Saturday, February 12, 2011

What 'conservatives' think government is good for

It's a clear symptom of our collective focus on material consumption that the big news of the week revolved around a possible retail grocery opening and what we're willing to do to get it. The Courier covered this in three news stories (here, here and here), an editorial and Tim's Friday column.

Both opinion pieces were fully supportive of having the City empty its capital improvement fund -- the account from which we normally expect to pay for roads, water infrastructure, public building additions and remodeling, like that -- to buy a piece of land that it will then lease to a developer who will in turn lease it to the funky/trendy Trader Joe's grocery chain.

Many of the city folk who've moved here over the past fifteen years have clamored for TJ's, and periodic rumors of it placing a store here have raised anticipation levels eclipsing the Second Coming.

Council and the editors seem to agree that attracting the chain will only add to the City's tax base, and using the capital fund indicates they think it's necessary infrastructure. Let's say I'm skeptical of both ideas.

They also assert that this is a perfectly ordinary use of public funds, that cities do it all the time. As evidence Tim cites spending for infrastructure improvements and sales-tax relief offered in several large retail deals.

For starters, those deals did not in any way bet the expended funds on the success of the retailer. This one does, and it's a key difference. If TJ's doesn't make its targets it will pull up stakes with little warning and move to greener pastures, as we saw as recently as three years ago in the Phoenix environs, where it closed three stores and left empty mall pads -- during boom times for retail, I might add. In that event the developer is left holding the bag on the lease, likely to lead to a bankruptcy of its no doubt carefully firewalled operation, dumping the improved but empty property on the City to remarket.

Other commenters have brought up the obvious question: if this is such a good deal, there ought to be several banks happy to step up to lend the necessary dosh. It's called a mortgage. Nowhere in the coverage have I seen any justification for usurping the customary role of capitalism in this, or, worse, for taking on that role where private capital won't.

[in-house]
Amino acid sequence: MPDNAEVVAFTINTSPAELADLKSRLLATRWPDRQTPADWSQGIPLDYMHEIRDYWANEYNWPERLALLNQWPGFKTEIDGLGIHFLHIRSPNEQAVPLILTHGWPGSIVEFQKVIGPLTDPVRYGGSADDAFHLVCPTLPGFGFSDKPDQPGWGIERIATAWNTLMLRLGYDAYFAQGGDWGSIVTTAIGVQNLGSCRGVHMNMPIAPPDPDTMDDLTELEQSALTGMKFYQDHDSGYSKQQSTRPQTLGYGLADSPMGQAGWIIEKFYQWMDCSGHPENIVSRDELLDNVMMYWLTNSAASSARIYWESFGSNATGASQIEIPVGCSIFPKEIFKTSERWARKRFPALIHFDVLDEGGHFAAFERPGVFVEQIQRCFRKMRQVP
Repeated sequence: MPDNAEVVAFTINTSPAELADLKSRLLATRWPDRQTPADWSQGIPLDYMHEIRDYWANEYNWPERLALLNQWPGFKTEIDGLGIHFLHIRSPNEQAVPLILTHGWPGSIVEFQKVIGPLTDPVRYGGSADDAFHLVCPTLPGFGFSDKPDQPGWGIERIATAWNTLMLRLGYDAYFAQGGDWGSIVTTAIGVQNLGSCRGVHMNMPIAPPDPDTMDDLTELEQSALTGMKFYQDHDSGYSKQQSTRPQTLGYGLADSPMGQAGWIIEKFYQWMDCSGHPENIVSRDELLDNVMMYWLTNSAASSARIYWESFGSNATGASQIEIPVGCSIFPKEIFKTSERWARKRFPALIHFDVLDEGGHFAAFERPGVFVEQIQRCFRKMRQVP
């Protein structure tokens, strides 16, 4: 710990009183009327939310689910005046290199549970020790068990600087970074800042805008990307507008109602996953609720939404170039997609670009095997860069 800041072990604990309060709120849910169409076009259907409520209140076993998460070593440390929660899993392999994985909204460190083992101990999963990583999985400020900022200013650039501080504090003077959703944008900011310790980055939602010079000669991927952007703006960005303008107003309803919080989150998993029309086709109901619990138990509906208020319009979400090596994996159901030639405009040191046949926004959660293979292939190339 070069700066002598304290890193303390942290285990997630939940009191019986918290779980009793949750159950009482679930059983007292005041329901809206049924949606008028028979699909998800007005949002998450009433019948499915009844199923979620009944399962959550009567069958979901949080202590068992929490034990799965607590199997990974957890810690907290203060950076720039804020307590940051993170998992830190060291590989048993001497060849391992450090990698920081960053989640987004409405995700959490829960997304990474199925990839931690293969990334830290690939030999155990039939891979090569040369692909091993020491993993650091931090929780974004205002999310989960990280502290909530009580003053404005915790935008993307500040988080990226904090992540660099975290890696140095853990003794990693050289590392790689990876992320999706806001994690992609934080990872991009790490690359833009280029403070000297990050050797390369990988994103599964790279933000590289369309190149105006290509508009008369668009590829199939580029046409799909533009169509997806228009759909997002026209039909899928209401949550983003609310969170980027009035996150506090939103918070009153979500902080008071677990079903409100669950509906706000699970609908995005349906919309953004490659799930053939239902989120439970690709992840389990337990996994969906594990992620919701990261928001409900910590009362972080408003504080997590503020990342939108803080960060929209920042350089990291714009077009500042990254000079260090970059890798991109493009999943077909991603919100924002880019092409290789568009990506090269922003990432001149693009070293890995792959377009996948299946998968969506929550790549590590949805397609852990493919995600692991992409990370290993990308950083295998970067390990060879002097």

In the not-unlikely event of a default, the City moves from the banker's role into that of the developer and landlord. And I'm fairly sure most readers are familiar with just how easy it is to rent out retail space in Prescott right now.

Council members seem enamored of the idea of "making money" on public investment, promising a big return over something up to thirteen years or so. I guess this is unintended fallout from spouting the idea of "running government like a business," and it has to require a certain amount of mental contortion for people who complained bitterly about the automaker bailout to support this.

I'm not against seeing cash return on investment per se, but that should never be the core purpose of applying public funds. Profit derives from risk, and that's the opposite of what we should be doing with public resources.

Another important aspect is our already crowded retail-food market, which has been shedding players in the recession. How is it fair to use public money to give advantage to a new competitor for businesses that have had to find their own capital and paid their taxes (including into that capital fund) in many cases for decades? Does Council imagine that it will have no effect on existing business, that you and I will all keep buying just as much from everyone else and simply eat more? No, there will be fewer sales elsewhere, and likely slim-to-no net increase in jobs, which is the key driver of economic health.

People who identify across the political spectrum get this, it's not a left-right issue. In the sparkling eyes of its boosters we see the the real force driving 'conservative' politics in this country, and that's greed. If a certain core group of Republicans can find a way to apply your tax dollars to help a corporation make money, they're all over it. That is their idea of the best function of government.